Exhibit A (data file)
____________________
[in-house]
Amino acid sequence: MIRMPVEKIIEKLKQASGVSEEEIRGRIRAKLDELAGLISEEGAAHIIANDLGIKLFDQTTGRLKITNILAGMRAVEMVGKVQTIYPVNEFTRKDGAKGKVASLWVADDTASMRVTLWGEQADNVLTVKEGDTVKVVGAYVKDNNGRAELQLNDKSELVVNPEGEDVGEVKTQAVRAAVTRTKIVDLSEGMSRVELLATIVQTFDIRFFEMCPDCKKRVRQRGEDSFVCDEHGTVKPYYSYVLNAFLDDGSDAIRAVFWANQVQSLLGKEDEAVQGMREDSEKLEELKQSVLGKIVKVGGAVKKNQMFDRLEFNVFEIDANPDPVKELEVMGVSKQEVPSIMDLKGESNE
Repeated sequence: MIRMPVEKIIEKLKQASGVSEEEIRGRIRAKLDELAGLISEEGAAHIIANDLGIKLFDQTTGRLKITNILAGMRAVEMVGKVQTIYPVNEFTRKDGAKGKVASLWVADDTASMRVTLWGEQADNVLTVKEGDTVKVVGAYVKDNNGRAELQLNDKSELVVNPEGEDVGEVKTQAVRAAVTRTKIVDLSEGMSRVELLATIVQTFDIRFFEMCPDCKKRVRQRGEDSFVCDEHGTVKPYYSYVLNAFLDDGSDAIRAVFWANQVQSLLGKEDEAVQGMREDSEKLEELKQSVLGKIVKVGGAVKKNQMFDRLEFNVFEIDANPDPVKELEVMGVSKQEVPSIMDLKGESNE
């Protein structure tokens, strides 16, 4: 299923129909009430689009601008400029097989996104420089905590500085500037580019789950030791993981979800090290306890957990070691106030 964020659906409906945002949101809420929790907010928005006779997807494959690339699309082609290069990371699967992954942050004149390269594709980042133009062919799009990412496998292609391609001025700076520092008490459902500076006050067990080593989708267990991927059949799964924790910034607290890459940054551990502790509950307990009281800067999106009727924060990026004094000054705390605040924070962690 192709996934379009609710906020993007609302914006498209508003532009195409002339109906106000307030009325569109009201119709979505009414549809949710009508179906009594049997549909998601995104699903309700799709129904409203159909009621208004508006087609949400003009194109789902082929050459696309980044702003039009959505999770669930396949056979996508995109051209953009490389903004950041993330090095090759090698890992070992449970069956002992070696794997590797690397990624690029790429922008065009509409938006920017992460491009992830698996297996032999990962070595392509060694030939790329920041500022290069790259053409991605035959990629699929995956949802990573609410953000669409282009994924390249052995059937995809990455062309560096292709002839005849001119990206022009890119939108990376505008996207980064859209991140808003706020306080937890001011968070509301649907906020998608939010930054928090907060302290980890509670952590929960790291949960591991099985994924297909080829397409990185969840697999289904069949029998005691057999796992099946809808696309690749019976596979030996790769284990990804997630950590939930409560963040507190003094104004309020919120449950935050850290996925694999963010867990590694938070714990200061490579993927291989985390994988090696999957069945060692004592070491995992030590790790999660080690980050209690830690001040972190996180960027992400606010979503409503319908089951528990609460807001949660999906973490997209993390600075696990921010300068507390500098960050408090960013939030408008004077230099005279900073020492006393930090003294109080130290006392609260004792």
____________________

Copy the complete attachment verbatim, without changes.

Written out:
[in-house]
Amino acid sequence: MIRMPVEKIIEKLKQASGVSEEEIRGRIRAKLDELAGLISEEGAAHIIANDLGIKLFDQTTGRLKITNILAGMRAVEMVGKVQTIYPVNEFTRKDGAKGKVASLWVADDTASMRVTLWGEQADNVLTVKEGDTVKVVGAYVKDNNGRAELQLNDKSELVVNPEGEDVGEVKTQAVRAAVTRTKIVDLSEGMSRVELLATIVQTFDIRFFEMCPDCKKRVRQRGEDSFVCDEHGTVKPYYSYVLNAFLDDGSDAIRAVFWANQVQSLLGKEDEAVQGMREDSEKLEELKQSVLGKIVKVGGAVKKNQMFDRLEFNVFEIDANPDPVKELEVMGVSKQEVPSIMDLKGESNE
Repeated sequence: MIRMPVEKIIEKLKQASGVSEEEIRGRIRAKLDELAGLISEEGAAHIIANDLGIKLFDQTTGRLKITNILAGMRAVEMVGKVQTIYPVNEFTRKDGAKGKVASLWVADDTASMRVTLWGEQADNVLTVKEGDTVKVVGAYVKDNNGRAELQLNDKSELVVNPEGEDVGEVKTQAVRAAVTRTKIVDLSEGMSRVELLATIVQTFDIRFFEMCPDCKKRVRQRGEDSFVCDEHGTVKPYYSYVLNAFLDDGSDAIRAVFWANQVQSLLGKEDEAVQGMREDSEKLEELKQSVLGKIVKVGGAVKKNQMFDRLEFNVFEIDANPDPVKELEVMGVSKQEVPSIMDLKGESNE
């Protein structure tokens, strides 16, 4: 299923129909009430689009601008400029097989996104420089905590500085500037580019789950030791993981979800090290306890957990070691106030 964020659906409906945002949101809420929790907010928005006779997807494959690339699309082609290069990371699967992954942050004149390269594709980042133009062919799009990412496998292609391609001025700076520092008490459902500076006050067990080593989708267990991927059949799964924790910034607290890459940054551990502790509950307990009281800067999106009727924060990026004094000054705390605040924070962690 192709996934379009609710906020993007609302914006498209508003532009195409002339109906106000307030009325569109009201119709979505009414549809949710009508179906009594049997549909998601995104699903309700799709129904409203159909009621208004508006087609949400003009194109789902082929050459696309980044702003039009959505999770669930396949056979996508995109051209953009490389903004950041993330090095090759090698890992070992449970069956002992070696794997590797690397990624690029790429922008065009509409938006920017992460491009992830698996297996032999990962070595392509060694030939790329920041500022290069790259053409991605035959990629699929995956949802990573609410953000669409282009994924390249052995059937995809990455062309560096292709002839005849001119990206022009890119939108990376505008996207980064859209991140808003706020306080937890001011968070509301649907906020998608939010930054928090907060302290980890509670952590929960790291949960591991099985994924297909080829397409990185969840697999289904069949029998005691057999796992099946809808696309690749019976596979030996790769284990990804997630950590939930409560963040507190003094104004309020919120449950935050850290996925694999963010867990590694938070714990200061490579993927291989985390994988090696999957069945060692004592070491995992030590790790999660080690980050209690830690001040972190996180960027992400606010979503409503319908089951528990609460807001949660999906973490997209993390600075696990921010300068507390500098960050408090960013939030408008004077230099005279900073020492006393930090003294109080130290006392609260004792």